The Government has said it will progress the Cluster Munition Prohibition Bill through the Senate this year. This is despite strong opposition to the bill in its current form by human rights groups and Australian NGOs including ChildFund, the former Australian Defence Force chief General Peter Gration and former Secretary of the Department of Defence Paul Barratt – all of whom have signed an Open Letter to the Government asking for amendments to the bill.
The current wording of the bill would allow Australian troops to directly assist our ally, the USA (which has not signed up to the cluster bomb ban), to continue using cluster bombs. It also explicitly allows non-state parties – in practice, the USA – to stockpile cluster bombs on Australian soil and permits them to transit cluster bombs through Australian ports and airspace. This is at odds with the international treaty the bill intends to ratify, the Convention on Cluster Munitions, which seeks to ban cluster bombs once and for all.
While ChildFund welcomes recent statements made by the Australian Government that foreign stockpiling will not be authorised, these statements contradict the legislation itself which explicitly permits such stockpiling to occur.
Cluster munitions are among the most indiscriminate and cruel weapons in the world, killing and maiming innocent children and families not only during wars but for decades after.
In Laos, unexploded bombs from the Vietnam War still kill around 300 people every year – close to 100 of them children. Children are at particular risk of being killed or injured by cluster munitions as they are small, round and often brightly coloured – easily mistaken for toys.
In Nonghet district, where ChildFund has worked with MAG Laos to clear bombs and build safe schools, children have expressed their fear of stepping on bombs or losing their parents.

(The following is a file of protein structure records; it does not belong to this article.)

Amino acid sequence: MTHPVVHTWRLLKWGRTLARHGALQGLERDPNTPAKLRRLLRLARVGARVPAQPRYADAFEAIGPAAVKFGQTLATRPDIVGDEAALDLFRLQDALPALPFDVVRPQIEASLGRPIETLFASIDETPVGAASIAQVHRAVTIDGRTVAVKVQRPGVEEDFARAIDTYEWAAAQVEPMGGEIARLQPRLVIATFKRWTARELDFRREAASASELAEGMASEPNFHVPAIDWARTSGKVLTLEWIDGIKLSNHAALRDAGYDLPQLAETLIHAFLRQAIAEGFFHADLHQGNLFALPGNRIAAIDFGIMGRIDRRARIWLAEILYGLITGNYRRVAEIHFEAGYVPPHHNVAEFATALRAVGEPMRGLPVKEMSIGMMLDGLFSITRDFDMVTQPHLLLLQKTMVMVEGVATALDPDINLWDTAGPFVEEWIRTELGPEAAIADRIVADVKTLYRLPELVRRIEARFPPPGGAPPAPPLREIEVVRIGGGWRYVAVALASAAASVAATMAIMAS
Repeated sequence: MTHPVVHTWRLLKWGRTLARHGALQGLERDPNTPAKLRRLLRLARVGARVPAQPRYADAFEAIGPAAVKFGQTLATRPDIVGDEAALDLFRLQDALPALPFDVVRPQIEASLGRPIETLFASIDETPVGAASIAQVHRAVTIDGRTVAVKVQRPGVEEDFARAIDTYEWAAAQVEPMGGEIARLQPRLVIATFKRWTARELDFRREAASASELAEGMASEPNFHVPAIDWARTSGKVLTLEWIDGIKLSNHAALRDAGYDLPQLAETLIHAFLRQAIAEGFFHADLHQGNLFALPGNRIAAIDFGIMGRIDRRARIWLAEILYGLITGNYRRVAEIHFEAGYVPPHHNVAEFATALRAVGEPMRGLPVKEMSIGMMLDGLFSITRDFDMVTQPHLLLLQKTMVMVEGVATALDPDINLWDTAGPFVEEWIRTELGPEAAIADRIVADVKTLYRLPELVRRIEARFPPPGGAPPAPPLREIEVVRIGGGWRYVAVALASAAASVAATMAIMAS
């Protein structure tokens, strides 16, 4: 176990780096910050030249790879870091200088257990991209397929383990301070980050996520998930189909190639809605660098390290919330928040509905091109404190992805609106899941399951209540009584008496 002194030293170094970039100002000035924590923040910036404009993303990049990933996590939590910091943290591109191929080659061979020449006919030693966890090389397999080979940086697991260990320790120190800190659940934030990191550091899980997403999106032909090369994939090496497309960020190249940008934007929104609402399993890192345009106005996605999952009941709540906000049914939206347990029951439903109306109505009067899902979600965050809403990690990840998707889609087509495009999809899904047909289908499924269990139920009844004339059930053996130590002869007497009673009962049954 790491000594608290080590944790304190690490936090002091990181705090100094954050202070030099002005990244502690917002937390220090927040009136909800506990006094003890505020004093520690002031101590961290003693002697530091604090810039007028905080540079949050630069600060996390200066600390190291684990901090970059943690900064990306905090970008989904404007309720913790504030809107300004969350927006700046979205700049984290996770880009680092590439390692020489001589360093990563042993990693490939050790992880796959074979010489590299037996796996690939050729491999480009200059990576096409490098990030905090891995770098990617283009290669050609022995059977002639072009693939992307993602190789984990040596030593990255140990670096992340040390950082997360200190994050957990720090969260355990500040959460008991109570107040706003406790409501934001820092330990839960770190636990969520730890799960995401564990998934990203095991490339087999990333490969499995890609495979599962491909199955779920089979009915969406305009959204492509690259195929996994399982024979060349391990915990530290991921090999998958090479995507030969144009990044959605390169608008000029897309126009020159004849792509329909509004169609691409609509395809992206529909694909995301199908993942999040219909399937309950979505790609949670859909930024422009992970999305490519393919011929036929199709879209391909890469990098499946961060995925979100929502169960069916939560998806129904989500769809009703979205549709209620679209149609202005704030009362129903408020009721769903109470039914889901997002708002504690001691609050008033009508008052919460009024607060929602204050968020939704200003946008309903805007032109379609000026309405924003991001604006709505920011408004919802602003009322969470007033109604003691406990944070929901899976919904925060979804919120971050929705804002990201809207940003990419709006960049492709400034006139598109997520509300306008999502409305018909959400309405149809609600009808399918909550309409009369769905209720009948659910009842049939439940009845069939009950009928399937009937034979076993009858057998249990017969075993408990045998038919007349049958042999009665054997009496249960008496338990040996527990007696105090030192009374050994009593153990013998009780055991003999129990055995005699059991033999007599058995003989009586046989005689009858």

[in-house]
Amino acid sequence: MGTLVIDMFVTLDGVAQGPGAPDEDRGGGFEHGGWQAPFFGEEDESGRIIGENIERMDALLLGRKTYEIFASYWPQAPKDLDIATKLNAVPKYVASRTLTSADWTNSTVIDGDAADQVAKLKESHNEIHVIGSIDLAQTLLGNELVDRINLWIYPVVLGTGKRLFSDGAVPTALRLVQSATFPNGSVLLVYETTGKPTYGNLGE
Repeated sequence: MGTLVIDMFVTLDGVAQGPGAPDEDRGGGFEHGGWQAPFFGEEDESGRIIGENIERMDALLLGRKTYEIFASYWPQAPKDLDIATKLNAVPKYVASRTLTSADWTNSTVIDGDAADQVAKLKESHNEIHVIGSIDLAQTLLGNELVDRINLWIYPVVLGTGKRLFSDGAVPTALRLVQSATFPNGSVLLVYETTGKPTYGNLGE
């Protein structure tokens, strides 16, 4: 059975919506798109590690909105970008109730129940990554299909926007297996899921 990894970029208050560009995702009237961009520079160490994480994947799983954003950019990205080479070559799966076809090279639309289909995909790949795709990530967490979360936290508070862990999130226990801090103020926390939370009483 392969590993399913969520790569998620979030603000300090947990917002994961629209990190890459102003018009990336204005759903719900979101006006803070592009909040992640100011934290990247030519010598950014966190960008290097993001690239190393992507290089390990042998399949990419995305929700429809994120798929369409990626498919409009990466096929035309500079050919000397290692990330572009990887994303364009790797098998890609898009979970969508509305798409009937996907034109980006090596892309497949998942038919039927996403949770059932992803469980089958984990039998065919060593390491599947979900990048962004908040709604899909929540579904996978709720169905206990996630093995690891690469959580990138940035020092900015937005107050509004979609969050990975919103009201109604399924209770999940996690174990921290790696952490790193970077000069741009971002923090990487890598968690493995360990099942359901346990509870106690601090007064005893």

“We don’t have a toilet. We go in the forest, but we are afraid of stepping on bombs,” says Thay, 12.
“I’m afraid that when my parents farm or my siblings play, a bomb will explode under them,” says Yaitter, 9.
“When I see people playing with bombs or when my parents go to the field to clear land, there are many bombs – I feel scared. When my parents arrive home, I am relieved,” says Xia, 12.
Mr Spence says: “If the Senate passes the Cluster Munition Prohibition Bill in its current form, Australia will have one of the weakest national laws relating to the international ban on cluster bombs. It sends a very mixed message and is not in the spirit of the Convention it is supposed to be honouring.
“We ask the Australian Government to strengthen the legislation by removing the two serious loopholes it includes, which will increase protection for children so that future generations do not have to suffer the way children in Laos, Afghanistan and other countries are suffering now.”
ChildFund Australia is a member of the Cluster Munition Coalition Australia, an international civil society campaign working to eradicate cluster munitions, prevent further casualties from these weapons and put an end for all time to the suffering they cause.